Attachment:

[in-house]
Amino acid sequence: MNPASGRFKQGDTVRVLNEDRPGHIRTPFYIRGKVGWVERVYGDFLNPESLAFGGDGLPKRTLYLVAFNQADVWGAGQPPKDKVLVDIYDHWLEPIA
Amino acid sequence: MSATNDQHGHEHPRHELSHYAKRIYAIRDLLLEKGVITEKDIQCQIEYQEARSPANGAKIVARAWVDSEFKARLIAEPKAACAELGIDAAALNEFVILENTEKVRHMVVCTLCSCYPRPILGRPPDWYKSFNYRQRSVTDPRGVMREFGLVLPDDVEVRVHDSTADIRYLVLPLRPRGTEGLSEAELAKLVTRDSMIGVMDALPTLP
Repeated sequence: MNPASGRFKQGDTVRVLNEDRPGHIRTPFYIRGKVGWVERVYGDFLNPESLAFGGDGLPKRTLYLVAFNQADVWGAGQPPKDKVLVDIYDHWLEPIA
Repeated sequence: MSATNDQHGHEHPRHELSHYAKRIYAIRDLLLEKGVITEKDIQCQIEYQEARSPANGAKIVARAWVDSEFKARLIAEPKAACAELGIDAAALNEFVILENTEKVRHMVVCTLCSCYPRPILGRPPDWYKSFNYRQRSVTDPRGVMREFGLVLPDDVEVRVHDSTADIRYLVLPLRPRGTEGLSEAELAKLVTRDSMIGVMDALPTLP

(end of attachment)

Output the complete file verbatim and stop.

[in-house]
Amino acid sequence: MNPASGRFKQGDTVRVLNEDRPGHIRTPFYIRGKVGWVERVYGDFLNPESLAFGGDGLPKRTLYLVAFNQADVWGAGQPPKDKVLVDIYDHWLEPIA
Amino acid sequence: MSATNDQHGHEHPRHELSHYAKRIYAIRDLLLEKGVITEKDIQCQIEYQEARSPANGAKIVARAWVDSEFKARLIAEPKAACAELGIDAAALNEFVILENTEKVRHMVVCTLCSCYPRPILGRPPDWYKSFNYRQRSVTDPRGVMREFGLVLPDDVEVRVHDSTADIRYLVLPLRPRGTEGLSEAELAKLVTRDSMIGVMDALPTLP
Repeated sequence: MNPASGRFKQGDTVRVLNEDRPGHIRTPFYIRGKVGWVERVYGDFLNPESLAFGGDGLPKRTLYLVAFNQADVWGAGQPPKDKVLVDIYDHWLEPIA
Repeated sequence: MSATNDQHGHEHPRHELSHYAKRIYAIRDLLLEKGVITEKDIQCQIEYQEARSPANGAKIVARAWVDSEFKARLIAEPKAACAELGIDAAALNEFVILENTEKVRHMVVCTLCSCYPRPILGRPPDWYKSFNYRQRSVTDPRGVMREFGLVLPDDVEVRVHDSTADIRYLVLPLRPRGTEGLSEAELAKLVTRDSMIGVMDALPTLP